We have yet come to the end of a stunning year, we approach every single year as something new, which fills us with promises and hopes, some take the time to reflect and others just keep going. Reflecting back on the lessons and learning from the outcomes is the fastest way to shorten our learning curve. Thus this year is yet another learning experience.
Here are some of the lessons which I've learnt from this year and hope to apply them.
Life is filled with Uncertainty which is a big part of what we went through in the past 2 years, For me Risk and Uncertainty are 2 different terms and trying to model and predict uncertainty is foolish, Risks can to a certain extent be mitigated but uncertainty are Unknown Unknowns, So this year and in years to come I am thinking more some questions like what is Risk ? What is Uncertainty ? How people take decisions under Uncertainty ?
Learning to Swing for the fences and bet big
This year I analyzed and read 24 annual reports, that is 1 AR every 2 weeks and I am happy with my reading, but I repeated a similar mistake I made the previous year which is there were at least 2 companies which were within my circle of competence, where I had a reasonable understanding of the businesses, management was good and the stock was available at a valuation I liked and with good margin of safety, yet I bought only a small quantity when I should have backed up the truck, the opportunity cost is huge and which does not show in the overall results. The main learning is always be prepared and hold a few % in cash, when time comes don't fall for the Ready, Aim ,Aim ,Aim syndrome but pull the trigger. This could be a result of Analysis paralysis or decision paralysis too. now that I have learnt a lesson I'm working on being more nimble.
Think in probabilistic terms and not in Certainties
I had to overcome my Old mental process of thinking whether the intrinsic value of a company is x or X + 1 which is trying to be very precise, I use models like Kelly's and Bayes analysis to size the positions, despite that thinking in certainty led me to miss a golden opportunity. I re-read Thinking in Bets by Annie Duke which resonated with my mistakes and had to change my mental tools.
When analyzing an intrinsic value now I think in terms of ranges and assessing likelihoods of the outcome which was a liberation and helped me broaden my horizons and think more broadly.
DO- Something Syndrome
When I read 24 Annual reports I felt like reading everything and doing nothing, which led me to think like I was wasting my time, but to an investor nothing could be a worst enemy then activity. At sometimes I was forced to call by broker and place buy orders despite knowing it wasn't the right time. Charlie Munger's lessons stuck with me " Extreme patience with extreme decisiveness" and I opened another account to transfer accrued funds and create more Friction by deleting apps etc This gave me a fair amount of understanding of the power of patience to wait and when time arrives buy in truck loads.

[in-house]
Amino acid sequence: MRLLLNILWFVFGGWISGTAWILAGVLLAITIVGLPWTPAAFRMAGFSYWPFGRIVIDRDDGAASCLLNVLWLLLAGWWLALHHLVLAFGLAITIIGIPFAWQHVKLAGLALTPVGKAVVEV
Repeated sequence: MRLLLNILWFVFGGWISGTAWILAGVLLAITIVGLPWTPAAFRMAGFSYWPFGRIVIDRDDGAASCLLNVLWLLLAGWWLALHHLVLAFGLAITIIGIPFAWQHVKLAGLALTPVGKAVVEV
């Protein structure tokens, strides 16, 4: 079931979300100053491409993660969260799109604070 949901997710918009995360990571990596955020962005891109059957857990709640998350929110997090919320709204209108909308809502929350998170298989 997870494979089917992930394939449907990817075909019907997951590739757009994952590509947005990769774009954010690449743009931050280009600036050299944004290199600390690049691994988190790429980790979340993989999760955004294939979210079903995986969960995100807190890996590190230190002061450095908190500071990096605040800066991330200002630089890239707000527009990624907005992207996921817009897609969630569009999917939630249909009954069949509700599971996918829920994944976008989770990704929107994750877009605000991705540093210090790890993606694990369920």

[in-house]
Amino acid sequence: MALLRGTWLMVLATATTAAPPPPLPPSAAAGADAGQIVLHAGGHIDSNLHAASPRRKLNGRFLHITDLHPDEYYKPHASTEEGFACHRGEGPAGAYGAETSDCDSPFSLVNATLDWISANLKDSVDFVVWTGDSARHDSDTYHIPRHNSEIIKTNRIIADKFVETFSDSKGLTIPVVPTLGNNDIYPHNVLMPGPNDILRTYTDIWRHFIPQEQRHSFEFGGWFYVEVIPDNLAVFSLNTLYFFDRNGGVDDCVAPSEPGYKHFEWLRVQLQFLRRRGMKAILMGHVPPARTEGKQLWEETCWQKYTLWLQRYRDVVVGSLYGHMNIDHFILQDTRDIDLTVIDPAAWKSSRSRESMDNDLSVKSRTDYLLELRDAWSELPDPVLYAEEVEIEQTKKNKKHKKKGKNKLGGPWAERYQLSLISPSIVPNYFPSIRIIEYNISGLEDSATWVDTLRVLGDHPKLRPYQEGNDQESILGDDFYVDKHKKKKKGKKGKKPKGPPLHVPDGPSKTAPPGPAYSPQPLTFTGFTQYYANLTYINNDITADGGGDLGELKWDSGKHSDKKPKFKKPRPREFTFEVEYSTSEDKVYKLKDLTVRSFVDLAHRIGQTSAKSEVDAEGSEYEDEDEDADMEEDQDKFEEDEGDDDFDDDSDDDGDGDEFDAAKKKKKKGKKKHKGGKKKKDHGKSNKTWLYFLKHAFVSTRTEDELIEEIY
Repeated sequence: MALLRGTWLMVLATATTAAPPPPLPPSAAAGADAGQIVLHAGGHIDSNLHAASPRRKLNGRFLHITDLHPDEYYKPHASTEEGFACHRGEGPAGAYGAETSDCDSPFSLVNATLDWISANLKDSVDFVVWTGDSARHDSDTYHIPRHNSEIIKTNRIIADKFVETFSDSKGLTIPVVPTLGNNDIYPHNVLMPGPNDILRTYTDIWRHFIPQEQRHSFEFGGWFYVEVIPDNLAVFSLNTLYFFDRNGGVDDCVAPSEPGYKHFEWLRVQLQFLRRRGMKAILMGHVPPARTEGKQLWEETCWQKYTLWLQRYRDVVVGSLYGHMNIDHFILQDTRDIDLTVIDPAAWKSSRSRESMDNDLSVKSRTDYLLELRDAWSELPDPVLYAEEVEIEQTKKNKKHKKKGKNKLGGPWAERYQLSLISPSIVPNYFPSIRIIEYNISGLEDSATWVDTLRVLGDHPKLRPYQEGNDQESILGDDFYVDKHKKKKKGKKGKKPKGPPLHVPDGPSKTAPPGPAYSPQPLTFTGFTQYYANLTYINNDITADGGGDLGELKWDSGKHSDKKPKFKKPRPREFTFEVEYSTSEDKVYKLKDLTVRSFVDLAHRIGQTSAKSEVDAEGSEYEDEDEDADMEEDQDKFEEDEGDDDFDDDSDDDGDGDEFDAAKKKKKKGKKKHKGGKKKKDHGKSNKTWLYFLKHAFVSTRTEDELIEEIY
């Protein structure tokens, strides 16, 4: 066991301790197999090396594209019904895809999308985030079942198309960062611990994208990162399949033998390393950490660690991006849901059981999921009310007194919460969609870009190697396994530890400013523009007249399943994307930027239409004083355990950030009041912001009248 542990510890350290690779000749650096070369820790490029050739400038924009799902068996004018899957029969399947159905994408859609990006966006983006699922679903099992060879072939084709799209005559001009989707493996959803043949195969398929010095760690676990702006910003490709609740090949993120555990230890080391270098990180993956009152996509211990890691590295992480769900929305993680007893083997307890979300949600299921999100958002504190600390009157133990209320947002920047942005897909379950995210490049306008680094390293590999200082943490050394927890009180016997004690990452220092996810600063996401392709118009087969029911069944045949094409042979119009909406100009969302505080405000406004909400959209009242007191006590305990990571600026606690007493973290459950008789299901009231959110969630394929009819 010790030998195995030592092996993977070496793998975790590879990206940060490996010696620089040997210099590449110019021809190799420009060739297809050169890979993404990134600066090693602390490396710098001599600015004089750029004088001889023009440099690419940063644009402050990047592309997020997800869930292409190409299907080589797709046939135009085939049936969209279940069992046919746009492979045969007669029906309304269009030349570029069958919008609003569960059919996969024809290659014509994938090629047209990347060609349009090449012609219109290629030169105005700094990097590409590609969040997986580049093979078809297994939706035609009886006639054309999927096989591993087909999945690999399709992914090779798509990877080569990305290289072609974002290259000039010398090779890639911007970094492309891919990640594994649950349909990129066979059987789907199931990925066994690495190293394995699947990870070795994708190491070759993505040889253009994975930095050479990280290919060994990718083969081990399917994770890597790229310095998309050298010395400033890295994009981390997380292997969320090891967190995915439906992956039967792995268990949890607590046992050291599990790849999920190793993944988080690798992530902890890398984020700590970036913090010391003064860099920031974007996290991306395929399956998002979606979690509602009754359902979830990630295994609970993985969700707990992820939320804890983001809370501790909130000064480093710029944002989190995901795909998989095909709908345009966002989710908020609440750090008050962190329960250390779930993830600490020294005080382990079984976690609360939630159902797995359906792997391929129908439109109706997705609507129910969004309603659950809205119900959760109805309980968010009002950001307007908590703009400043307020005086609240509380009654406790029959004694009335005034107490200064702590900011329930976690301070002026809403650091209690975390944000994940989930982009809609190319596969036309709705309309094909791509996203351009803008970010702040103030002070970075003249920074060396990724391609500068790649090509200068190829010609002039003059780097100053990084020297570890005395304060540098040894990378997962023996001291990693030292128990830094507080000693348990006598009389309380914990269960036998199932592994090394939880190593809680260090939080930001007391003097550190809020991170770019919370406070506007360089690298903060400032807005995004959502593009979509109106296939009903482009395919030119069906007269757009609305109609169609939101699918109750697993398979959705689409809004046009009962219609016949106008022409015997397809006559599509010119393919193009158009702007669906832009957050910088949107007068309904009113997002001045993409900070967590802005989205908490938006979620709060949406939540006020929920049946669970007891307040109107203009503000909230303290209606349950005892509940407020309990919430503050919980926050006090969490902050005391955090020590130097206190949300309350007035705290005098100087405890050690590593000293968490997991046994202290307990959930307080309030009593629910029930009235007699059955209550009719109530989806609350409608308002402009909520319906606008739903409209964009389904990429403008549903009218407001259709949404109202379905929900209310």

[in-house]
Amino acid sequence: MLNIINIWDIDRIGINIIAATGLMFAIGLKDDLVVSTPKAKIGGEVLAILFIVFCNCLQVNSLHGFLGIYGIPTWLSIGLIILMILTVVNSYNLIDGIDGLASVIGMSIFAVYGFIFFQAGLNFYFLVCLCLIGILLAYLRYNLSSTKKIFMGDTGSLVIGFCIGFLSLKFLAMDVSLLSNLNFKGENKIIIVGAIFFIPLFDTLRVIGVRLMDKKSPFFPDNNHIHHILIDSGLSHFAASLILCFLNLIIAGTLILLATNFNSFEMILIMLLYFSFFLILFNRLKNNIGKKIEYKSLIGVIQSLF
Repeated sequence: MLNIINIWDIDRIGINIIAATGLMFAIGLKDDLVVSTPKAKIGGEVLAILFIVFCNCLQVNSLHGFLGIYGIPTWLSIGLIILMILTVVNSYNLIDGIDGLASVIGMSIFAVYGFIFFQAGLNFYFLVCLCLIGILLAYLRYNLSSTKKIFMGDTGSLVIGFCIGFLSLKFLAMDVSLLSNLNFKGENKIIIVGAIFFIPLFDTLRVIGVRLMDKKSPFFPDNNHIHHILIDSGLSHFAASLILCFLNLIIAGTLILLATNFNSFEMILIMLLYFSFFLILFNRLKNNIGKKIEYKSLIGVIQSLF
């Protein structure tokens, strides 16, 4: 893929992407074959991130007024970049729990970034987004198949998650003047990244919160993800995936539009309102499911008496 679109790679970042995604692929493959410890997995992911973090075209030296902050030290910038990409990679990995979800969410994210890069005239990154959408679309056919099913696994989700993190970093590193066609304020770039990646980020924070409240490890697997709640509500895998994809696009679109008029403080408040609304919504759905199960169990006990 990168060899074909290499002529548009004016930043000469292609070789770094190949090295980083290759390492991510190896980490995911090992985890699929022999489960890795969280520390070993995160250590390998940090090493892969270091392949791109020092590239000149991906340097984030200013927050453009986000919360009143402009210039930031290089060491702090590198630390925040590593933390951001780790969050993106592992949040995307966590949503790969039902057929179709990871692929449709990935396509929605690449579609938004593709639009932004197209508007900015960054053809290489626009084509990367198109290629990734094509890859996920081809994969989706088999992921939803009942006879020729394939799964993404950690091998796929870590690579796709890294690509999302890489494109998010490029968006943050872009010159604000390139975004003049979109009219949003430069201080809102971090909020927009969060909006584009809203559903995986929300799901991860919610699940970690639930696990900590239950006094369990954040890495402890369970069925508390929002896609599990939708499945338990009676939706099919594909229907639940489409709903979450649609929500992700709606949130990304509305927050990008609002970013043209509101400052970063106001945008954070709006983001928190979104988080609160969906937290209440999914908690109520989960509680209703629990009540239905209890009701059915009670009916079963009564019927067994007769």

Scaling up Investment
Scaling up your investment position as the management executes and as you find it cheap is an art, I learned this year that positions are not built entirely in 1 go, thus thinking in % terms helped me reduce the effects of a big portfolio, When you handle a 100 Crs and think about how do I build a 10 Cr position in 1 stock ? which looks a bit scary, thus to scale positions I learnt from a few peers its easy to Reframe it in % terms like let me build a 10% position in stock X, Reframing it made me easier in scaling up positions which previously was not comfortable with.
Batting average Vs Slugging percentage
I was aware of this but only after reading Jim Simons - The man who solved the market did I get to know the importance of this concept, One of the biggest learnings for me in 2021, The mathematician, most secretive and discreet cracked the code in the market, their no of average trades per day were around 1,50,000 to 3,00,000 trades a day, and most astonishing of them was their success rate was just 50.75 % (Astonishing right) Yes of the 100 trades they make, the success rate is just 50.75 trades and rest were losses, despite that their average rate of return is a whooping 66.1% from 1988 to 2018.
How can that be despite only winning in 50.75% of trades ?
Assume you make 10 investments with 10 Rs, On each stock you invest 1 Re, and your winning rate is just 50.75 % , At end of year 1 assume that 4.25 stocks have gone to 0 and rest 5.75 % of stocks each has doubled in time, now your portfolio will look like this
5.75 x 2 = 11.5
4.25 x 0 = 0
total = 11.5 Return on inv of 10 Rs is 15%
The underlying fundamental is when you win you win big, and when you lose, keep it very low. In the above if the 4.25 stocks or % gave a modest return your portfolio would be better overall. Thus batting average is looking at just how much winners we have and not focussing on the expected value, With this lesson I am more aware and planning to improve my slugging percentage vs batting average.
Best books I read in 2021
Wanting - Luke Burgis
The psychology of Money
Filters against folly
Poor Charlie's almanac
Fooled by randomness
Diamonds in the dust
The man who solved the market
King of the World - Muhammed Ali
Noise - Daniel Kahneman
Wishing you all a wonderful and a Happy new year 2022 .